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Turkey Accords Removed From Armenian Parliament Agenda


Switzerland -- Turkish Foreign Minister Ahmet Davutoglu (2ndR) and his Armenian counterpart Eduard Nalbandiana (2nd L) shake hands as they hold signed documents after a signing ceremony, Zurich, 10Oct2009

Switzerland -- Turkish Foreign Minister Ahmet Davutoglu (2ndR) and his Armenian counterpart Eduard Nalbandiana (2nd L) shake hands as they hold signed documents after a signing ceremony, Zurich, 10Oct2009

Armenia’s governing coalition on Thursday suspended further parliamentary discussions of the normalization agreements with Turkey, citing Ankara’s “unacceptable” conditions for their ratification by the Turkish parliament. (UPDATED)


In a joint statement, the three political parties represented in the Armenian government said the National Assembly, in which they have a solid majority, will not discuss the two protocols “until the Turkish side is ready for the continuation of the process without preconditions.”

“Constructive efforts of the Armenian side and expectations of the international community have continuously run into the Turkish side’s inconsistent and evasive positions and policy of constantly setting preconditions, which have pushed the process of ratifying the Turkish-Armenian protocols, signed in Zurich on October 20, 2009, within reasonable timeframes into deadlock,” they said.

The statement was a further indication that President Serzh Sarkisian will announce a suspension or termination of the universally welcomed normalization process in a televised address to the nation expected on Thursday evening. The presidential press service said late Wednesday that Sarkisian has already made a decision on the future of that process after consultations with coalition leaders and members of his National Security Council.

Sarkisian has repeatedly threatened to scrap the Turkish-Armenian protocols if Turkey fails to ratify them “within a reasonable time frame.” Prime Minister Recep Tayyip Erdogan and other Turkish leaders have made clear, however, that the Turkish parliament will not endorse the deal before a breakthrough in international efforts to resolve the Nagorno-Karabakh conflict.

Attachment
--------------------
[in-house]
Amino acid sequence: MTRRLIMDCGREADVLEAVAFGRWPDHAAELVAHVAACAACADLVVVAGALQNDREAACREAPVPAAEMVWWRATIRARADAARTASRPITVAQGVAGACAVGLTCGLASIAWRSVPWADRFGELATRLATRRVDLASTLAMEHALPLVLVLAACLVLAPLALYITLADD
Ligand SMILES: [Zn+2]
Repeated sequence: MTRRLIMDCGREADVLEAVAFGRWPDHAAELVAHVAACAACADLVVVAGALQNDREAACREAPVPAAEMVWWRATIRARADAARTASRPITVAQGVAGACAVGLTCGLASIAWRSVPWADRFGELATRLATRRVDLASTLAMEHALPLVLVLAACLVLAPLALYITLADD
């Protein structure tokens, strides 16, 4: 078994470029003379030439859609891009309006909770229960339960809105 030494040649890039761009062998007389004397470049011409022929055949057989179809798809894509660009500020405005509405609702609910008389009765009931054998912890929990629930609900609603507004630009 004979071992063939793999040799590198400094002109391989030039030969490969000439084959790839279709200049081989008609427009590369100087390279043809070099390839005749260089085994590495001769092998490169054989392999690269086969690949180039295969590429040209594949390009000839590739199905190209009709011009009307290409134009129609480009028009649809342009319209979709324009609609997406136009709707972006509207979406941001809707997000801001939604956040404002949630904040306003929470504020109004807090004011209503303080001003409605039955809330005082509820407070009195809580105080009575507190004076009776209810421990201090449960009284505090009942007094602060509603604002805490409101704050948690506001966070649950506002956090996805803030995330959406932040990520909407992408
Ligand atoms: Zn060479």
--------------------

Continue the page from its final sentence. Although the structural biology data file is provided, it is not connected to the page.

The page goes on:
The statement by Armenia’s governing Republican, Prosperous Armenia and Orinats Yerkir parties rejected this linkage as “unacceptable.” It said the Turkish government’s stance, strongly backed by Azerbaijan, is “rendering meaningless further continuation of the ratification process in Armenia’s National Assembly.”

“Since Turkey is not in a position today to ratify the protocols and links it to different issues, in particular with the Nagorno-Karabakh problem, we thought it would be correct if the president of the country suspended [the ratification process] until the Turkish side is able to ratify the protocols,” Galust Sahakian, the parliamentary leader of Sarkisian’s Republican Party (HHK), told RFE/RL’s Armenian Service.

“Turkish side must understand that we are good [diplomatic] players,” he said.

Naira Zohrabian, a senior lawmaker from Prosperous Armenia, expressed hope that Sarkisian will formally withdraw the bill from the parliament. “I think that would be the right step,” she told RFE/RL.

The protocols call for the establishment of diplomatic relations between Armenia and Turkey and the opening of their border which Ankara closed in 1993 out of solidarity with Azerbaijan. They were formally submitted to the Armenian parliament for ratification in mid-February.

Erdogan, meanwhile, said he has “taken note” of the Armenian coalition's decision and said his country remains loyal to the agreement to normalize ties. But he insisted on the Turkish conditions for reconciliation.

“It is up to them to decide how they want to move with the ratification process," the Associated Press quoted Erdogan as telling a news conference. “I have expressed our loyalty to the protocols on numerous occasions. We will press ahead with the process on the principle that treaties are binding.”

“We are evaluating the content of this [Armenian] statement and what it means” legally and politically, Turkish Foreign Ministry spokesman Burak Ozugergin told AFP news agency. “In this context, we are also discussing steps that could be taken in the coming period,” he added, without elaborating.

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